Manic Training expansion continues
Front Range gym set to open this month
Steamboat Springs — Graham Muir can list a dozen reasons why he thinks Manic Training high-intensity interval fitness program is so successful in Steamboat Springs. He said the camaraderie developed in classes helped, as well as the adaptability of his programs, the awesome feeling after a workout and, of course, the long-term results.
One thing he’s learned isn’t a reason for the success: the native New Zealander’s thick accent, and now, Manic is planning to continue its expansion outside the Yampa Valley.
Next up for the gym is the Front Range, with a location in Highlands Ranch on the southern edge of the Denver metro area set to open this month.
That store will join Manic’s slowly growing chain. Two other locations currently exist, one in Wakefield, Rhode Island, and the other in East Greenwich, Rhode Island. A Vail Valley location closed.
“The goal was to go out and see if this was going to work without my funny accent or my terrible jokes,” Muir said. “It seems to be going really well.”
The original Manic Training opened in 2009 in Steamboat Springs, the brainchild of Muir and an offshoot of the hands-on workouts he used with local rugby players.
It grew quickly, and in its six years of existence, has continually outgrown its space. Now, it’s located on Downhill Drive in west Steamboat, its third location.
“We’ve continued to grow each time,” Muir said.
Dave Barnes, bored at the gym and turned off by other workout options by a wonky shoulder, was among those locals who were sucked into the program. After more than a year attending classes, it struck him that the idea might work elsewhere, too, and he pitched Muir on expansion, first taking the program to Rhode Island, where he had other business interests.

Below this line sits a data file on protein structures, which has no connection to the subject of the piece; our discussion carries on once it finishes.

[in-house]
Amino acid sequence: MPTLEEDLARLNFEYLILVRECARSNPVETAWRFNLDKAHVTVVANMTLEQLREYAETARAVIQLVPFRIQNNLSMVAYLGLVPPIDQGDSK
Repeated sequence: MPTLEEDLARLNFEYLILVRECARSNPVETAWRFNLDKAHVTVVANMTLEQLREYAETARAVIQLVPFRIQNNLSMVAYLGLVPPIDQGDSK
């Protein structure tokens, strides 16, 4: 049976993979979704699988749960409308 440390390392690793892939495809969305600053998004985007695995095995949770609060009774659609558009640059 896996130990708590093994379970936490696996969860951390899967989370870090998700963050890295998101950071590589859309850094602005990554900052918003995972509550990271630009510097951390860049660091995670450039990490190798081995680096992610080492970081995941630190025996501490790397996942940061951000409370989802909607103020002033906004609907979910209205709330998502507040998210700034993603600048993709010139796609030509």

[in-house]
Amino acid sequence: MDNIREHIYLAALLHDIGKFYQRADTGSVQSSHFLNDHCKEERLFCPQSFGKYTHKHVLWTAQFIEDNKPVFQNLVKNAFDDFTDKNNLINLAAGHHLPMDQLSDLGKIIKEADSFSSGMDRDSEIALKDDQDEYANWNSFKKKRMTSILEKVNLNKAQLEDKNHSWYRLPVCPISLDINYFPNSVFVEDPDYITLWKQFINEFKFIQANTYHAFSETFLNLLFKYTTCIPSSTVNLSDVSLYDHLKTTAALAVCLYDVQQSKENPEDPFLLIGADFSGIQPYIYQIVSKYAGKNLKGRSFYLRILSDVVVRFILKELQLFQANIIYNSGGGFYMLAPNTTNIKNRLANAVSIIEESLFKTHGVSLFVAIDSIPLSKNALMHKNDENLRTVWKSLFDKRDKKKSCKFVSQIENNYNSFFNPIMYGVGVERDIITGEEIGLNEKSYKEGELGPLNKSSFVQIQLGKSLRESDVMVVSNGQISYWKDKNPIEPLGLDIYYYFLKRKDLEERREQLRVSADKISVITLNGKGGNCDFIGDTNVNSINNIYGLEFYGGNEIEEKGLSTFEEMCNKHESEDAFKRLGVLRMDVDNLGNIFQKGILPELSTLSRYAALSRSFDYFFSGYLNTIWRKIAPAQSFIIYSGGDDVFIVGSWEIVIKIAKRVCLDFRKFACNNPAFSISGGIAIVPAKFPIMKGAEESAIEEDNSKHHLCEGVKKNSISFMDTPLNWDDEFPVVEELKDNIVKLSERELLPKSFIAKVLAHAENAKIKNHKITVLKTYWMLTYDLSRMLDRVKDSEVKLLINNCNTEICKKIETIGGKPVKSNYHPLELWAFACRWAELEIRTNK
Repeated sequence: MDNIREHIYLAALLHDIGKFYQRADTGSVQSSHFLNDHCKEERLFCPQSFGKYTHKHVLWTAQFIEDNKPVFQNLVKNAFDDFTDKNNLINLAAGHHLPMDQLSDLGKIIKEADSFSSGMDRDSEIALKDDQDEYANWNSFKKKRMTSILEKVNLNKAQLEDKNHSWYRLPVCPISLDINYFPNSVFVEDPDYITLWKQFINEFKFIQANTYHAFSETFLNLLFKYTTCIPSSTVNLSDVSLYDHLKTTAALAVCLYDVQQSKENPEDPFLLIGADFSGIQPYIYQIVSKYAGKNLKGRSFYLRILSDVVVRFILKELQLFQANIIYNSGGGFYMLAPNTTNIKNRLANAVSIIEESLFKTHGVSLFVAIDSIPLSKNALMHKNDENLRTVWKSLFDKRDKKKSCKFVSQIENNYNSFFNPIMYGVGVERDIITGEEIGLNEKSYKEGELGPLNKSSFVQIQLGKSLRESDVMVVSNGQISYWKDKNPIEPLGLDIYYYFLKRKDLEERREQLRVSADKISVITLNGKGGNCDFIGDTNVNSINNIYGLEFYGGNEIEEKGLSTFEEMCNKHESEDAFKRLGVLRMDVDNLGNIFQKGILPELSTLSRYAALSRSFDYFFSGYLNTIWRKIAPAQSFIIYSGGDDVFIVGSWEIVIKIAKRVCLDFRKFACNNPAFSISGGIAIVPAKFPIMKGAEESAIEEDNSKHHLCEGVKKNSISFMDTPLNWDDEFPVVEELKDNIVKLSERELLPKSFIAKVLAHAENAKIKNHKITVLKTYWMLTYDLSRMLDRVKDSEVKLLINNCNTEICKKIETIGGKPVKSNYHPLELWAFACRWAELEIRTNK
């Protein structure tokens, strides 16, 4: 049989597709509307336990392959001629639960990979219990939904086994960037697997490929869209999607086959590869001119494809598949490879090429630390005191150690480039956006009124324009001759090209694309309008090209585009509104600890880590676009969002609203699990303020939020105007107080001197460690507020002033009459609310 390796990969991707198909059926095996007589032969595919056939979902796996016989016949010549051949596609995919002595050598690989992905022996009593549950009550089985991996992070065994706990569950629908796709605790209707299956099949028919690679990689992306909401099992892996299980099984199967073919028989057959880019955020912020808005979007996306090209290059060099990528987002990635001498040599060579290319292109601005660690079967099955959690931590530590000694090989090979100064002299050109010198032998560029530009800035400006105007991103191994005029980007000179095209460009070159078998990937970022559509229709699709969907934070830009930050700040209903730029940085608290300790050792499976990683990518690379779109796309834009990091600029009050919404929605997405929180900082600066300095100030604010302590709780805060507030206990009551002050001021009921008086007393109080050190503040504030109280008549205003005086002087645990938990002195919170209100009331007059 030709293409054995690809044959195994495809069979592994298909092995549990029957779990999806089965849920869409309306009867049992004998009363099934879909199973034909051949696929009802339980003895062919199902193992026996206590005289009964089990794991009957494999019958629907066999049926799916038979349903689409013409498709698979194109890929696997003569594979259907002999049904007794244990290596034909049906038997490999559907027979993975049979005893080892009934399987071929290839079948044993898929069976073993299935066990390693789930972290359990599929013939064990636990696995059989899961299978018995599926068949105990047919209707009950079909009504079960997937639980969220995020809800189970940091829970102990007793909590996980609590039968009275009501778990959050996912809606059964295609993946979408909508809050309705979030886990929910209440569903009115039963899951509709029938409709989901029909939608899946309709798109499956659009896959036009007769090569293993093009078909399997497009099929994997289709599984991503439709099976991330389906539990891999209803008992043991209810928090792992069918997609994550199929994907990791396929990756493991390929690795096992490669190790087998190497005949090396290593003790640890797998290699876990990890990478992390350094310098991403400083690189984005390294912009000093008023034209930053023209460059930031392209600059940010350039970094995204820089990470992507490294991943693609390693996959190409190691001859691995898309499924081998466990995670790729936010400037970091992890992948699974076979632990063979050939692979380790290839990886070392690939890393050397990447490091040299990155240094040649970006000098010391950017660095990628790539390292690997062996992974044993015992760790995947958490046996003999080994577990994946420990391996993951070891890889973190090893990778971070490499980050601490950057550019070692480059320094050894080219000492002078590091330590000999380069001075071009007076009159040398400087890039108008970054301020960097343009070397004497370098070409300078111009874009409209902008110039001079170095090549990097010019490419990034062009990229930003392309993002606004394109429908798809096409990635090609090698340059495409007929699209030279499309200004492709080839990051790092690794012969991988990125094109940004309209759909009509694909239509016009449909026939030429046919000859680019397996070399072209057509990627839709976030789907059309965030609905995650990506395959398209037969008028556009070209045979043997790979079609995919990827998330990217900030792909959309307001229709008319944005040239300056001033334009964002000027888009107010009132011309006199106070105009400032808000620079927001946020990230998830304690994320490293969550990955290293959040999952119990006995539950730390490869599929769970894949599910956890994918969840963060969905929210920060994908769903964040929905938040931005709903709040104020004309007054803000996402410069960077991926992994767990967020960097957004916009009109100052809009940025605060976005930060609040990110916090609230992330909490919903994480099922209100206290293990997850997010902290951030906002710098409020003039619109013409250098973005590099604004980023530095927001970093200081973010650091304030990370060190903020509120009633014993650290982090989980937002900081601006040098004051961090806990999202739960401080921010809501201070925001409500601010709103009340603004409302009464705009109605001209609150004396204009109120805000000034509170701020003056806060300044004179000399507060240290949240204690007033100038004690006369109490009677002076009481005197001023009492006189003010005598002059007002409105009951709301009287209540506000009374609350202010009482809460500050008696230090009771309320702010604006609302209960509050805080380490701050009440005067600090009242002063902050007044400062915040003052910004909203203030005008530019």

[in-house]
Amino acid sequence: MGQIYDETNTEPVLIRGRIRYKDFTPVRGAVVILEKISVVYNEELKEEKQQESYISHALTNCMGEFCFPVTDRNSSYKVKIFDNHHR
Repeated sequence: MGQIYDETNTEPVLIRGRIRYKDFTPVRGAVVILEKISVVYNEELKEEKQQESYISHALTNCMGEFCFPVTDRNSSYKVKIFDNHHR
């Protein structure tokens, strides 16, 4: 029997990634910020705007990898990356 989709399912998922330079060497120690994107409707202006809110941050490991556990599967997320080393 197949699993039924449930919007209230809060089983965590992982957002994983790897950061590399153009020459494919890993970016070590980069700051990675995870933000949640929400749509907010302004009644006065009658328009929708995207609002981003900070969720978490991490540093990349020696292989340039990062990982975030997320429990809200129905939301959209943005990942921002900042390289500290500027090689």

“Graham let me run with the idea of hopefully making it into a franchise,” Barnes said.
After they found space and the right instructor to run the first East Coast store, Muir began sending workouts to that operation, typically three weeks behind the Steamboat classes to allow for fine-tuning and alterations, if needed.
Those workouts weren’t delivered in Muir’s standout accent. In fact, the instructor there, John Ford, is said to be “a 180 of Graham — soft spoken and with a much different style of teaching.”
Turns out, it wasn’t the accent that made the program such a hit in Steamboat, either.
“The programming took off. It is standing on its own merits,” Barnes said. “It doesn’t have to be the same personality at each location. What it has to be is someone who cares about the clients and cares about the programming.”
Now with a second successful location in Rhode Island, the plan is to establish a footprint on the Front Range.
Barnes is opening the Highlands Ranch location with his nephew, Pete Beuth, formerly a photographer for Steamboat Powdercats.
It’s a different world from Steamboat. Barnes said in the time it took to rent, outfit and license the location, five new gyms started up in the same area.
Still, they still remain confident and are ready to open even more locations in the area every three to six months, if the first takes off as they expect.
“A gym is a relatively easy proposition to set up, but we’re trying to set ourselves apart,” Barnes said. “We have a history, and this is not a startup. When word gets out, we feel like we’ll be inundated.”
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